I felt really pissed off that he did it in that way. So I went with the people who I was with to Notre Dame and I lit a candle for him. It was the only thing I could do in the circumstances. It was a big sense of loss. You know sometimes the rivals are closer to you in life than the friends.

It seems a lot of the major traumas in your life had to do with your finances, contractual obligations and complications. You've always been hesitant to market yourself.
I think the thing that scared originally is that I thought it was wonderful. I just wanted to get "You Really Got Me" as a number one so I could get lots of friends and get recognition for the song, the band and make my girlfriend happy. It ended up that I was dealing with a market that revered volume. Volume became all important. Again, I keep going back to the book but I react against the volume. I reacted against that. I think I decided to become non-commercial. I actually believed in my stupid naive way that my friends would still be there. But when the volume falls apart, it's not a good business ethic to do that. You find that people want to buy something and be involved with something that's on a roll. I didn't really understand that business ethic and people love to be hyped.

As I said before, I only want to hype something I think is finished and ready. Otherwise I'd be saying that this is the first theatre novel tour by a rock musician. I'm not doing that until I think it's right. Sometimes I fall behind the race with that. But it's just that reaction I had. I understand the realities of business but I try my darndest to let it not influence me. But the things that fire me up to write about, I started a musical based on a big financial corporation. Finance fires me up, the power plays fire me up. Wall Street makes me interested because money is power is sex.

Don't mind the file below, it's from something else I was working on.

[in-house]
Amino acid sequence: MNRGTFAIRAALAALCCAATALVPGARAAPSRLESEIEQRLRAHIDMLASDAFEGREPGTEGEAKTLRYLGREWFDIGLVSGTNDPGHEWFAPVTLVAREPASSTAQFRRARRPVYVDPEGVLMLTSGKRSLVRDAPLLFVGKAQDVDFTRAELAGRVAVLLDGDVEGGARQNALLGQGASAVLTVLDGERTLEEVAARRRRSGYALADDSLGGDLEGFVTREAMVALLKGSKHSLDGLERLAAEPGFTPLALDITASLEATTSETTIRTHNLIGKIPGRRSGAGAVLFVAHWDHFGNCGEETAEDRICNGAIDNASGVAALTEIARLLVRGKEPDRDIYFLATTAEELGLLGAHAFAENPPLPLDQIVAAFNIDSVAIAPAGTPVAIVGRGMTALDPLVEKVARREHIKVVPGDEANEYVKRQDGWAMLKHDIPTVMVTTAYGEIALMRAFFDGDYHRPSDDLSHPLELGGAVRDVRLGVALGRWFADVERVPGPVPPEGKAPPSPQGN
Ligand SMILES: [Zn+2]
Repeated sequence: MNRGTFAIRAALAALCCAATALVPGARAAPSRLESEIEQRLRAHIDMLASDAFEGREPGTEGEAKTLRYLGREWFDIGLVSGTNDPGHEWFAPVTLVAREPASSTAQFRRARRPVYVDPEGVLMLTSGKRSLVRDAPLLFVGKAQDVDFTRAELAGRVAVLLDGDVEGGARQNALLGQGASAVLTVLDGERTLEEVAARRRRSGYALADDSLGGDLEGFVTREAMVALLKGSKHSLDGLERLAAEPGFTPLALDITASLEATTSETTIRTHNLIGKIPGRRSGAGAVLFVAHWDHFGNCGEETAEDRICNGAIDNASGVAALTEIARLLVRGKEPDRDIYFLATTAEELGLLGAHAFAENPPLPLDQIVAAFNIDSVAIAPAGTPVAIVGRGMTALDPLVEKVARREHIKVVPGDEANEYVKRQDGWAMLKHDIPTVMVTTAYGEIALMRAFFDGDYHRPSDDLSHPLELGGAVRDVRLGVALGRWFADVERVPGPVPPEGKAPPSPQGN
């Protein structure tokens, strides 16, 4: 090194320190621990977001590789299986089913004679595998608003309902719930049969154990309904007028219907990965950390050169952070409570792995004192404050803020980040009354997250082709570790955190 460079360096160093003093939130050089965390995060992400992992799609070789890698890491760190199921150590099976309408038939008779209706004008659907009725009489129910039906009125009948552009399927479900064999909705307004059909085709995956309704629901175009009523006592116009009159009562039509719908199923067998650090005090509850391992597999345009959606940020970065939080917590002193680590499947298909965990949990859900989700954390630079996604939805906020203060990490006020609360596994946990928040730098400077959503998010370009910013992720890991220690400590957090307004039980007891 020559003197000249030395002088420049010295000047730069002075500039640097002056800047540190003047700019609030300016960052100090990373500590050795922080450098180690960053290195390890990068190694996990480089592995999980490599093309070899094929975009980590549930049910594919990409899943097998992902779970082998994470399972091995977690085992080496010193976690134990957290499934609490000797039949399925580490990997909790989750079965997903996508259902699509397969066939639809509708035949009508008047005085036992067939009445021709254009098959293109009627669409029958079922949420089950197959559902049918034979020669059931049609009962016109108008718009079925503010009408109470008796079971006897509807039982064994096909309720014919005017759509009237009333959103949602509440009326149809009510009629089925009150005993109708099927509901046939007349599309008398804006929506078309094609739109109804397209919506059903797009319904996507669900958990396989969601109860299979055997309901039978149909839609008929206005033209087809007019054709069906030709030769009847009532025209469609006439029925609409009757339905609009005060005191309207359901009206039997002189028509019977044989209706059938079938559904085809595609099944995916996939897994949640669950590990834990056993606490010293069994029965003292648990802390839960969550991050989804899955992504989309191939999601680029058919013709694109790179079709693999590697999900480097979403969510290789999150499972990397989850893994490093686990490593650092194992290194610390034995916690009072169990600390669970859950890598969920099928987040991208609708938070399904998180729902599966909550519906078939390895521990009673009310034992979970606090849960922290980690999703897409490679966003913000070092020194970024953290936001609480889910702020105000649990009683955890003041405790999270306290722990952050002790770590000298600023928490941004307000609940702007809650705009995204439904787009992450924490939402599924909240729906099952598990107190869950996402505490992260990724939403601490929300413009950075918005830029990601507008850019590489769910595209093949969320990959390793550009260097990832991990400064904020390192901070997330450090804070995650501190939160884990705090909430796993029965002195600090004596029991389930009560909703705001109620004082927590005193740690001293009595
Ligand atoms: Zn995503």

X-Ray finishes off in 1973. Are you planning a sequel?
I finished it then for a good reason. I felt writing about the development was very important, the genesis of the band and all that, and then I realized that first curve, that bunch of songs I wrote, was about that first time finding myself. Rites of passage and all that and developing into what can loosley be called an adult and then finishing it. And it all ended at that time. I thought it was an ideal time to end at the White City concert where I nearly died afterwards. It all seemed kind of symmetrical to me. And also going back to a journalistic thing, it would be the sort of thing in England particularly because I know we came back here in the '80s. It was the most interesting time for us, the '80' here.

It was just incredible. It was a different thing. In England I thought if a journalist came in, a tabloid journalist, that's what they'd write about. I combined that with my own sense that the songs related to a certain period. Then I wrote different songs after '73; I became a different person, really.

Many artists feel that success is the panacea to all their problems and insecurities. But success in itself doesn't change anything. Did you feel that way as well?